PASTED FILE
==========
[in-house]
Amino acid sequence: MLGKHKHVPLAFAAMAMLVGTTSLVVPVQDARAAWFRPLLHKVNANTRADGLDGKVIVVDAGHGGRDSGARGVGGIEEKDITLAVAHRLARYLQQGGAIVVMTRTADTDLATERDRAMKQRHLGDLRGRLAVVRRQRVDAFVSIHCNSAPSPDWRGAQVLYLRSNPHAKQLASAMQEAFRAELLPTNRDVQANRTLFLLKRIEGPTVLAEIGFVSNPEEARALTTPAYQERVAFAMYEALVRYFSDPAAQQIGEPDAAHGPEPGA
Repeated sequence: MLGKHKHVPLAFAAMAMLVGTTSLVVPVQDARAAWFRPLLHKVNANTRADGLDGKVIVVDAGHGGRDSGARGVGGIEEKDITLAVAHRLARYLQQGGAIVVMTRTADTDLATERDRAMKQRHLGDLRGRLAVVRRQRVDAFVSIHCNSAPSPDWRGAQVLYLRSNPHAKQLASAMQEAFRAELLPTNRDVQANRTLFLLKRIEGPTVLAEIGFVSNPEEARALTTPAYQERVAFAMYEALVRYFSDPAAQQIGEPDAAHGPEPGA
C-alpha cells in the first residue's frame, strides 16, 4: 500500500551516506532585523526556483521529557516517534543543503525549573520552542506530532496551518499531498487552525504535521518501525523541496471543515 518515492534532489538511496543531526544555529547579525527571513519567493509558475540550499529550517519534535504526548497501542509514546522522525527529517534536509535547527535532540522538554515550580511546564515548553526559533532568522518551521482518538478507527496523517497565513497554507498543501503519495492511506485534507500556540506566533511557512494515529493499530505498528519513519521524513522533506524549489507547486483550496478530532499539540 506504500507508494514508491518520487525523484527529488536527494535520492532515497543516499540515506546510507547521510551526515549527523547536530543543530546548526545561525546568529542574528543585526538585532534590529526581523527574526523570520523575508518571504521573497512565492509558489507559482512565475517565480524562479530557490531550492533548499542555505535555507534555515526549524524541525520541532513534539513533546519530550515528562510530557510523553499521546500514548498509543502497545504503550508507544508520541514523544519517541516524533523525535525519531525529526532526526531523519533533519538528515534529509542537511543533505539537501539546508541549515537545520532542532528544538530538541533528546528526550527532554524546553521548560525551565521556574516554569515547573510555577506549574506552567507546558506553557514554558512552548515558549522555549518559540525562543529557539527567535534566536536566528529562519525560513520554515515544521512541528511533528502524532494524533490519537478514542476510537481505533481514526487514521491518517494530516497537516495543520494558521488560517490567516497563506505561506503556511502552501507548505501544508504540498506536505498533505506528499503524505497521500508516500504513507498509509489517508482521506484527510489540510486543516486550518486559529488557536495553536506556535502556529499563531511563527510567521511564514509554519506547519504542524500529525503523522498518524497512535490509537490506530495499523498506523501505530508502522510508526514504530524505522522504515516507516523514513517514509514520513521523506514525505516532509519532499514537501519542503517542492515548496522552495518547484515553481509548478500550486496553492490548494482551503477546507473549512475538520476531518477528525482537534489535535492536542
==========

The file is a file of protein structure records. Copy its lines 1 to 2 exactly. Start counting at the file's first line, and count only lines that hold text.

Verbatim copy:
[in-house]
Amino acid sequence: MLGKHKHVPLAFAAMAMLVGTTSLVVPVQDARAAWFRPLLHKVNANTRADGLDGKVIVVDAGHGGRDSGARGVGGIEEKDITLAVAHRLARYLQQGGAIVVMTRTADTDLATERDRAMKQRHLGDLRGRLAVVRRQRVDAFVSIHCNSAPSPDWRGAQVLYLRSNPHAKQLASAMQEAFRAELLPTNRDVQANRTLFLLKRIEGPTVLAEIGFVSNPEEARALTTPAYQERVAFAMYEALVRYFSDPAAQQIGEPDAAHGPEPGA